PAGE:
For those of you with a fat phobia, properly deep-fried foods should never be greasy. Fry only in small batches to avoid having too much food drop the temperature of the oil too far.
Any darker and you risk burning the batter and turning it bitter. Drain the cooked fish or seafood on paper towels to soak up that last little of unwanted calories.
The simplest of all batters, this easy mix is best suited to thin fish fillets with a delicate flavor, like sole or Pollock. Don't let this batter sit too long after you make it, or it will lose its leavening punch.
Beaten egg whites give this batter its leavening power as well as its structural integrity. Just before you are ready to deep-fry, beat 3 egg whites with a pinch of cream of tartar until they form medium peaks.
This batter yields a complex, breadline flavor and a thick, crunchy crust. Stir 1 teaspoon of active dry yeast into 3/4 cup of warm (110 °F) water.
I had real problems with batter (soggy, tasteless, too thin etc), but this was so crisp and light! I too, cut the baking powder down to 2 tbsp, but I used self-raising flour (all I had on hand) and it worked perfectly.
I also dredged the fish in flour first to help the batter stick. Either fry it up in a non-stick pan or make sure your grease is deep enough to float the fish in to prevent sticking to the pan.
09/03/2007 This is not good It is BITTER I think it is the Baking Powder 1/4 of a cup ??. I used self rising flour (that I seasoned really well) instead and decreased the baking powder.
And like some other reviews, I also increased the liquid because the batter is really thick. It's thick, and coats the fish nicely and yet, doesn't come out overly oily.
I do spice the flour with garlic powder, Italian seasoning, salt, pepper and vegetable seasoning. I followed suggestions and lowered the baking powder to 2 tbsp.
The acid/alkali combination aerates the mixture when liquid is added. Mom got this recipe from somewhere a long time ago and passed it on to me.
Too thick and it's like biting into nothing but fried flour, but too thin and it falls apart in the hot oil. Start with the same basic batter for both, adjusting the ingredients to suit the meat of your choice.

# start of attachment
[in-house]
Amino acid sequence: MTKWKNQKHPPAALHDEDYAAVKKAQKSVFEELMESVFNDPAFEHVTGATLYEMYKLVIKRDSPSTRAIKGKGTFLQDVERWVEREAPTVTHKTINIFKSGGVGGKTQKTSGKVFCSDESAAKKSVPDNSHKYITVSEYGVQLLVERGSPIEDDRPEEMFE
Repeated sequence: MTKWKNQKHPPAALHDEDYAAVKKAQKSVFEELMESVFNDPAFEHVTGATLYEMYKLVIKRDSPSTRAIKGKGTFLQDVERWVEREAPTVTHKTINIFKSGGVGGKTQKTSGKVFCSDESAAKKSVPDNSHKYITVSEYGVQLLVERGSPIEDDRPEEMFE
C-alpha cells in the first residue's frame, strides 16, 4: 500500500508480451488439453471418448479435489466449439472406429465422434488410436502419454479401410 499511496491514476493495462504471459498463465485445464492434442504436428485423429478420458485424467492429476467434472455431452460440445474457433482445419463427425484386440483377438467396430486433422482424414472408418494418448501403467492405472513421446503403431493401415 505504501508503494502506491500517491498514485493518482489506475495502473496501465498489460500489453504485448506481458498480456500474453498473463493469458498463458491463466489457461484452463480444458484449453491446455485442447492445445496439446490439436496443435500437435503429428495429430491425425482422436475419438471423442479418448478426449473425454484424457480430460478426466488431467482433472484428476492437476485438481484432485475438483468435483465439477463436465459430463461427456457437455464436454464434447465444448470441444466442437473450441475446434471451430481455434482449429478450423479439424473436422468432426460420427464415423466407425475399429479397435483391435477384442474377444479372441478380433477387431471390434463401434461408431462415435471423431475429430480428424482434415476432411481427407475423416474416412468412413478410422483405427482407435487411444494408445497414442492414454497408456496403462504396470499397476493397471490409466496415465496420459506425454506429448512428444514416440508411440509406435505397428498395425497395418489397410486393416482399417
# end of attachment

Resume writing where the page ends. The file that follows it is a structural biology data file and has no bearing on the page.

Add a low-protein flour, such as cake or corn, to a large mixing bowl. Add liquid equal to the amount of flour for a slightly thicker batter.
Beer also adds carbon dioxide and foaming agents, which help create a light and crisp crust. Batter containing baking powder should be chilled only briefly because it loses its leavening power quickly and must be cooked as soon as possible.
For even crunchier fish or chicken, roll the protein in seasoned dry flour before dipping in the wet batter and then back into the dry flour before adding to the hot oil. While milk can add a richer flavor, it can also result in a softer crust that turns soggy faster than water or an aerating liquid such as beer.
Appetizers, Beverages, Breads, Cakes, Candies, Casseroles, Cookies, Desserts, Eggs, Fish, Favorites, Holidays, International, Italian, Main Dishes, Meats, Mexican, Outdoor, Pies, Poultry, Pastas, Potatoes, Salads, Sauces, Soups, Vegetables We don't deep -fry a lot but when we do.we do a WHACK of stuff.
I've tried numerous recipes and this by far is the cheapest, tastiest and works with everything. DIRECTIONS Mix all dry ingredients, except the extra flour, whisk together.
For fish,shrimp, and 'meaty or wet' items I usually towel dry them and dredge them in the additional flour. This prevents the food from sticking to the bottom of the fryer.
When it comes to fish or something long or big -- I just put the first inch or 2 in and let it bubble for a few seconds so that I know it won't sink to the bottom and stick.